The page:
South Africa has “technically entered” the third wave of Covid-19, with more than 9,000 new infections identified in the past 24 hours, the South African National Institute of Infectious Diseases (NICD) announced Thursday evening.
With the average number of new infections rising over the past seven days, “South Africa has technically entered a third wave today,” according to the Twitter NICD, which lists Covid-19 numbers daily.
Officially, the country on the continent hardest hit by the virus, South Africa, which was hit hard by the second wave at the end of 2020, which peaked at about 10,000 new cases per day, has feared this announcement for several weeks.
Four of the country’s nine provinces, including Gauteng Province, which includes Johannesburg as well as the capital, Pretoria, were considered at the end of May affected by the third wave.
South Africa now has more than 1.7 million cases of 57,410 deaths, including 100 in the past 24 hours. With Egypt, Tunisia, Uganda and Zambia, the country has recorded nearly three-quarters of the new cases recorded across Africa, which is close to five million, according to the World Health Organization.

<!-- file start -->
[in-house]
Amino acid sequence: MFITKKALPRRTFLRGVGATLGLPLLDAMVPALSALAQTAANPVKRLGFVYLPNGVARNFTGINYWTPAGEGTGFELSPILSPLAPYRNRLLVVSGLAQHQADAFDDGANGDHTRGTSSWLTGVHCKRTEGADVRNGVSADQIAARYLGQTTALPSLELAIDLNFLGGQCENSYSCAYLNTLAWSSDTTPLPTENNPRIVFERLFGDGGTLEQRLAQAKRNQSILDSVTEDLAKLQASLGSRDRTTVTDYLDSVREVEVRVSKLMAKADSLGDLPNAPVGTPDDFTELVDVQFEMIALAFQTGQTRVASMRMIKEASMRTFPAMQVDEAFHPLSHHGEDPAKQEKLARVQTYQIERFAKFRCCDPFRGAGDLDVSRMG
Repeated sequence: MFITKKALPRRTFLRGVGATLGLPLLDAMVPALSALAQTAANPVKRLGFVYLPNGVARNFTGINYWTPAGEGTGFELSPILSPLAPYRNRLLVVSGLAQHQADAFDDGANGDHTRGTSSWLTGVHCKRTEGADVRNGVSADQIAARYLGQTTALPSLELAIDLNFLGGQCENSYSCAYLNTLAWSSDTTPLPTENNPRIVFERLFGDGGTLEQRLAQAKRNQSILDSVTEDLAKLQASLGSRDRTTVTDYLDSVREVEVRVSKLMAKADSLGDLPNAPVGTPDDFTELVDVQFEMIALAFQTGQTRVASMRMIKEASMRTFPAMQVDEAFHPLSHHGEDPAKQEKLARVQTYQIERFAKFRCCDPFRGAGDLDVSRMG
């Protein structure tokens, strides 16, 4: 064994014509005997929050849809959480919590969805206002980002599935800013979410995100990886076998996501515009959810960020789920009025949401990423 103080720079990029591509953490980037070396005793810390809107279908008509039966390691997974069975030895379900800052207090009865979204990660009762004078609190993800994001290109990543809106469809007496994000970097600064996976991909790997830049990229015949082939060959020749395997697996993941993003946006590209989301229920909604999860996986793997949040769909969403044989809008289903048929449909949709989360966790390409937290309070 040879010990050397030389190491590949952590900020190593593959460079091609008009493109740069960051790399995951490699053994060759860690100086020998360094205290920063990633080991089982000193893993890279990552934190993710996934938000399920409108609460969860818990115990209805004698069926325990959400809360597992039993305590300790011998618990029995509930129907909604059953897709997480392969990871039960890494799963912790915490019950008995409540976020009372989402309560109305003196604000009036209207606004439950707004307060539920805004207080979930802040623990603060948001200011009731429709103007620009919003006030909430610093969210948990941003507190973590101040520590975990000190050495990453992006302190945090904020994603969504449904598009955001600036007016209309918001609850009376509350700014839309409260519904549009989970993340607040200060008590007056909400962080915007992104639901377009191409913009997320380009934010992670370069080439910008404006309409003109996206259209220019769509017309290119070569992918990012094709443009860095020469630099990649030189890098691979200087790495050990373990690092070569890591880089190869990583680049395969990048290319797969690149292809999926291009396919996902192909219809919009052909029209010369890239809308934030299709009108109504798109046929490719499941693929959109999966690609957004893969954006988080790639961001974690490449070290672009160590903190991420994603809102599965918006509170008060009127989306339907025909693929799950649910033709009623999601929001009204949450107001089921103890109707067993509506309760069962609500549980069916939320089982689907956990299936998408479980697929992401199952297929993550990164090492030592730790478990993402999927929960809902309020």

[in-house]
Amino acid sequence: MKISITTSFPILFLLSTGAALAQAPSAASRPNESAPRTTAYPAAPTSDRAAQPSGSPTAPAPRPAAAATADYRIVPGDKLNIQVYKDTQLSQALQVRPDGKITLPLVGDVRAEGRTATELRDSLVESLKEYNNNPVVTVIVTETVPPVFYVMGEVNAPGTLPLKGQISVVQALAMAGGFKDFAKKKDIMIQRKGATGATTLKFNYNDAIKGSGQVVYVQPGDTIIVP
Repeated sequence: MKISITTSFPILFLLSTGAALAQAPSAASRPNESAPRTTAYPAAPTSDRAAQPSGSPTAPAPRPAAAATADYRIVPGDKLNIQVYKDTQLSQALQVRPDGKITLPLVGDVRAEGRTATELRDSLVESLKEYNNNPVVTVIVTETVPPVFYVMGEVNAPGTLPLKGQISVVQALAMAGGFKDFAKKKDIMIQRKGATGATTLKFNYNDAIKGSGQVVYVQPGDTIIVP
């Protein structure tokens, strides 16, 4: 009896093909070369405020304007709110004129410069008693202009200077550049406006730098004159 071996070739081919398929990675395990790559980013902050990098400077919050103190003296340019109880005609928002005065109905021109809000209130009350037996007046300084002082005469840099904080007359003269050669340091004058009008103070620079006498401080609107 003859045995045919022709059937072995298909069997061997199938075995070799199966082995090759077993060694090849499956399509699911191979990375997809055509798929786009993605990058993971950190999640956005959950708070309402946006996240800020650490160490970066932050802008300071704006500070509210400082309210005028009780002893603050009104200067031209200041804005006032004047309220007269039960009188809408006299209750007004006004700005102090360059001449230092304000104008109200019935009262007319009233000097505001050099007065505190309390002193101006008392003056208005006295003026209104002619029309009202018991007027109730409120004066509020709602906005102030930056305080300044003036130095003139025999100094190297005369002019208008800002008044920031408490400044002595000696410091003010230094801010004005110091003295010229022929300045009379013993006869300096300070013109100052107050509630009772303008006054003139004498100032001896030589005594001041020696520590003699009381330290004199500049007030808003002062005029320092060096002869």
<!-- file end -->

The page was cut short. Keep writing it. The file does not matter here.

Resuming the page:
South African President Cyril Ramaphosa announced at the end of May a return to stricter measures: extending the curfew, closing non-essential businesses at 10 pm, and limiting gatherings more strictly.
South Africa lags behind the rest of the world, vaccinating just over 1% of its population, while the target set by the World Health Organization is to vaccinate 10% of each country’s population by September.
The government has been widely criticized for delaying the global race for valuable vaccines, and says it has bought enough doses for at least 45 out of about 59 million South Africans.
Cyril Ramaphosa has repeatedly denounced “vaccine apartheid” that favors rich countries for getting vaccines. South Africa and India are leading a campaign to waive intellectual property rights for coronavirus vaccines, so that every country can produce doses.
According to the World Health Organization, only 2% of the continent’s 1.3 billion people have received a dose, while only 9.4 million Africans have been fully immunized.